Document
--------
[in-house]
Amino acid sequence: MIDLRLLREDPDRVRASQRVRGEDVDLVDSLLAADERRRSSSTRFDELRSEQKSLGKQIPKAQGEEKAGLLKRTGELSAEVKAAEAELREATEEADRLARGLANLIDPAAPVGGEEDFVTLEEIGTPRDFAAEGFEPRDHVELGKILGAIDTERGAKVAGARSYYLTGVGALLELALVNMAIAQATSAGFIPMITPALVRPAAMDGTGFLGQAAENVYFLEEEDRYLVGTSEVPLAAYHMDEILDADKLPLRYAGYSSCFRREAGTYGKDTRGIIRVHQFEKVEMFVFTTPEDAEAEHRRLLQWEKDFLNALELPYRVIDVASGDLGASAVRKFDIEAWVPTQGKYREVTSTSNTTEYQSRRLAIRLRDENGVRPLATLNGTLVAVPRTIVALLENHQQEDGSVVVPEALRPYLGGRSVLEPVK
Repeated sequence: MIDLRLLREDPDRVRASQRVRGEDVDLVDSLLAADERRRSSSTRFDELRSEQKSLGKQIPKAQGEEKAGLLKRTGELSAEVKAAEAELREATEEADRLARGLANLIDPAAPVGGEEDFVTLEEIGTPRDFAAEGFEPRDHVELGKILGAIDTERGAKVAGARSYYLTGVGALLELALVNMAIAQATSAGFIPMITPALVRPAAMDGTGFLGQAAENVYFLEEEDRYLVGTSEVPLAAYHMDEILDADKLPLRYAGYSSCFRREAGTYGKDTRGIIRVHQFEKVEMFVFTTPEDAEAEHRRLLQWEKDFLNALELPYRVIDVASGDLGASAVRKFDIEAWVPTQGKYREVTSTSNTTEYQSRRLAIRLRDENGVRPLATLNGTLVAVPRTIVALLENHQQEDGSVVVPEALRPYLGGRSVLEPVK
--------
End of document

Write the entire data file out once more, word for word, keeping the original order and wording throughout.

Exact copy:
[in-house]
Amino acid sequence: MIDLRLLREDPDRVRASQRVRGEDVDLVDSLLAADERRRSSSTRFDELRSEQKSLGKQIPKAQGEEKAGLLKRTGELSAEVKAAEAELREATEEADRLARGLANLIDPAAPVGGEEDFVTLEEIGTPRDFAAEGFEPRDHVELGKILGAIDTERGAKVAGARSYYLTGVGALLELALVNMAIAQATSAGFIPMITPALVRPAAMDGTGFLGQAAENVYFLEEEDRYLVGTSEVPLAAYHMDEILDADKLPLRYAGYSSCFRREAGTYGKDTRGIIRVHQFEKVEMFVFTTPEDAEAEHRRLLQWEKDFLNALELPYRVIDVASGDLGASAVRKFDIEAWVPTQGKYREVTSTSNTTEYQSRRLAIRLRDENGVRPLATLNGTLVAVPRTIVALLENHQQEDGSVVVPEALRPYLGGRSVLEPVK
Repeated sequence: MIDLRLLREDPDRVRASQRVRGEDVDLVDSLLAADERRRSSSTRFDELRSEQKSLGKQIPKAQGEEKAGLLKRTGELSAEVKAAEAELREATEEADRLARGLANLIDPAAPVGGEEDFVTLEEIGTPRDFAAEGFEPRDHVELGKILGAIDTERGAKVAGARSYYLTGVGALLELALVNMAIAQATSAGFIPMITPALVRPAAMDGTGFLGQAAENVYFLEEEDRYLVGTSEVPLAAYHMDEILDADKLPLRYAGYSSCFRREAGTYGKDTRGIIRVHQFEKVEMFVFTTPEDAEAEHRRLLQWEKDFLNALELPYRVIDVASGDLGASAVRKFDIEAWVPTQGKYREVTSTSNTTEYQSRRLAIRLRDENGVRPLATLNGTLVAVPRTIVALLENHQQEDGSVVVPEALRPYLGGRSVLEPVK